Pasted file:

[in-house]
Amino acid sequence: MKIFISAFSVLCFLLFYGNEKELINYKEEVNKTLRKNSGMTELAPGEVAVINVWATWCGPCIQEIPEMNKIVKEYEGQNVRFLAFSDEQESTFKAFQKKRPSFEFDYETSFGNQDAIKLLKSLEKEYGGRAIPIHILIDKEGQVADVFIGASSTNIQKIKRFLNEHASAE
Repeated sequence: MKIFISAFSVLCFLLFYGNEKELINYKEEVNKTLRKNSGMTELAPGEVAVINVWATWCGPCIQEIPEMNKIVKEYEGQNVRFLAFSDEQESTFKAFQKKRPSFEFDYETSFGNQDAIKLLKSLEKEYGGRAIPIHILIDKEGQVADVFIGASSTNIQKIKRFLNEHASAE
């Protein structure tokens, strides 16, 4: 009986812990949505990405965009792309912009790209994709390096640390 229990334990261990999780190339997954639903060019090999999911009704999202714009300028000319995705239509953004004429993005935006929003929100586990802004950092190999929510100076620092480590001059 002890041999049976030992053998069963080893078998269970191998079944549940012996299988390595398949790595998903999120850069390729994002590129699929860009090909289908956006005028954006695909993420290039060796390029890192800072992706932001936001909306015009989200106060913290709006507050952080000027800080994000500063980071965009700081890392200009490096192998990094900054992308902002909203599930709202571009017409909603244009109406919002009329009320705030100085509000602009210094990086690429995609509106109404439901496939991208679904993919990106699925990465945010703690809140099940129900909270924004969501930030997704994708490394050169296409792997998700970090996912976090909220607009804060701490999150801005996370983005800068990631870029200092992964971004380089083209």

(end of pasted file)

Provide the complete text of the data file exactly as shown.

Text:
[in-house]
Amino acid sequence: MKIFISAFSVLCFLLFYGNEKELINYKEEVNKTLRKNSGMTELAPGEVAVINVWATWCGPCIQEIPEMNKIVKEYEGQNVRFLAFSDEQESTFKAFQKKRPSFEFDYETSFGNQDAIKLLKSLEKEYGGRAIPIHILIDKEGQVADVFIGASSTNIQKIKRFLNEHASAE
Repeated sequence: MKIFISAFSVLCFLLFYGNEKELINYKEEVNKTLRKNSGMTELAPGEVAVINVWATWCGPCIQEIPEMNKIVKEYEGQNVRFLAFSDEQESTFKAFQKKRPSFEFDYETSFGNQDAIKLLKSLEKEYGGRAIPIHILIDKEGQVADVFIGASSTNIQKIKRFLNEHASAE
């Protein structure tokens, strides 16, 4: 009986812990949505990405965009792309912009790209994709390096640390 229990334990261990999780190339997954639903060019090999999911009704999202714009300028000319995705239509953004004429993005935006929003929100586990802004950092190999929510100076620092480590001059 002890041999049976030992053998069963080893078998269970191998079944549940012996299988390595398949790595998903999120850069390729994002590129699929860009090909289908956006005028954006695909993420290039060796390029890192800072992706932001936001909306015009989200106060913290709006507050952080000027800080994000500063980071965009700081890392200009490096192998990094900054992308902002909203599930709202571009017409909603244009109406919002009329009320705030100085509000602009210094990086690429995609509106109404439901496939991208679904993919990106699925990465945010703690809140099940129900909270924004969501930030997704994708490394050169296409792997998700970090996912976090909220607009804060701490999150801005996370983005800068990631870029200092992964971004380089083209």